Crush Your Fear of Water with These 5 Handy Tips

Family


Posted on 13 Jan 2020

Like standing on the edge of a cliff, a fear of water makes sense. You can’t touch the ground, you don’t know what’s down there… Fear is driven by our survival instinct and easily overpower our emotions.

But if you panic near the beach, you know that fear can cripple you. And you may think, am I the only person who feels like this.

You are not alone.

Millions of men and women across the globe (scientists say its 1 in 50) feel just like you.

But you can overcome this fear.

Ask Adam Peaty. As a child, Adam screamed every time his mum made him take a bath. Today, Adam is an Olympic gold medallist swimmer, who represented his country and made his family proud.

Here’s five strategies to crush your fear this year.

1. Don’t Do It Alone

Talk about it. Seriously. One of the most common beliefs that stops us improving is our fear of judgement – that everyone has already got everything worked out.

It’s simply not true.

A calm and professional therapist can give you actionable advice to overcome your fear. Even talking to family and friends is a step in the right direction. Support is key when taking on a new challenge.

And don’t forget about our team here at the Centre. A quick chat with our qualified swim instructors may be the booster shot you need to help move forward with tackling your fear.

2. Seek A Controlled Space

The pool is a great place. Temperature-controlled, indoors, out of the elements, no currents in the water. What you see is what you get – with no hidden surprises.

At your public pool, there are always lifeguards on duty, and you are never alone. That said, it’s worth a chat with staff to find out the quiet times. They are (as a general rule): early morning, late evenings, and lunchtimes during the week. If part of your fear is embarrassment, choosing these quieter times can help ease you into feeling comfortable. It will also keep you focused on the task at hand.

3. Take Your Time

Just put on your running shoes and step out the door – that's the advice first-timers are often given when about to start a new routine. That’s it. You don’t have to run. Just do that first step.

Same with conquering fear.

Come for a visit to the centre. Check out the café. Learn the layout. If you are comfortable with your surroundings, you will be more comfortable in the water.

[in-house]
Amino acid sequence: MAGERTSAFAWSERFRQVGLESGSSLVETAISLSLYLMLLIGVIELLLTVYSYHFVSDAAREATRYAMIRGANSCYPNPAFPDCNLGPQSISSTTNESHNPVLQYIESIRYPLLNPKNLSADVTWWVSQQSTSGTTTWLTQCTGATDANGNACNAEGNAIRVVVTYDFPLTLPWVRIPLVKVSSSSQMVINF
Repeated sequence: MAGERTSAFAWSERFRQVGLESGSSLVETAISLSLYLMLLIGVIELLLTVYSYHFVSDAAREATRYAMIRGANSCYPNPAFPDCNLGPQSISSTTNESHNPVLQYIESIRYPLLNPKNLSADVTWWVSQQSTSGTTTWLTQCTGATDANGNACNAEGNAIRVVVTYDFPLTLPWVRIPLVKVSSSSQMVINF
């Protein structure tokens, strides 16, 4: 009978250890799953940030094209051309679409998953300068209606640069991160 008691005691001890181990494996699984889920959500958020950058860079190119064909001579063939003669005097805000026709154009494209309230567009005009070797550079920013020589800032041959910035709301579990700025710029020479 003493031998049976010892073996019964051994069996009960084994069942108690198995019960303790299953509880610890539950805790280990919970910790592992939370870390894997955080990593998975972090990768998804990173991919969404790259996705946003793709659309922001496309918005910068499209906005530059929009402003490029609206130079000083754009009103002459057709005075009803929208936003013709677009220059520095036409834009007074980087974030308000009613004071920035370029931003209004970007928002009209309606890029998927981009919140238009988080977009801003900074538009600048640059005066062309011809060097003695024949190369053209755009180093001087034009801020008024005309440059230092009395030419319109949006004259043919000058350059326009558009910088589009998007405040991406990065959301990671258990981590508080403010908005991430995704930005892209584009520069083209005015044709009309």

Next day, sit by the pool. Dip in a toe. Then a whole foot. Take note of how your body feels at each stage. If you’re anxious, breathe, and take your time.

4. Start Shallow

Don’t throw yourself into the deep end – literally.

Head to the shallow side and start with your feet. Gradually, lower your body in: try kneeling or bobbing up and down. Once your in, congratulations, that’s a big step!

If you’re feeling brave, try splashing a few drops of water on your face. Or put your lips underwater and blow bubbles. Keep steady until you’re ready to put your head under.

Same with taking your feet off the ground. One foot. Two foot. Use the wall to support you if you need it. It’s not a race – there's no losers – only winners for learning a new skill.

5. Have Fun

What makes the water so special is how fun it is. Bubbles, splashing, floating – hanging out with loved ones. So lean into that fun.

Pool noodles and floating boards are perfect for growing confidence and keeping afloat. You can practice lifting your feet, and your kicks, with the knowledge that you are staying safe. Oh, and don't forget inflatable toys – they're fantastic for kids, but great for adults too (where would water polo be without the ball!).

As South Australians, we are so lucky to have the water as part of our lives. And while it can be a source of fear and panic, it can also be a source of great joy.

Start small. Take a bath. Sit by the pool. Take it slow. Soon you’ll be swimming. And then, in the words of Dory from Finding Nemo, just keep swimming. Oh, and if you'd like to take lessons as an adult, we'd love to have you.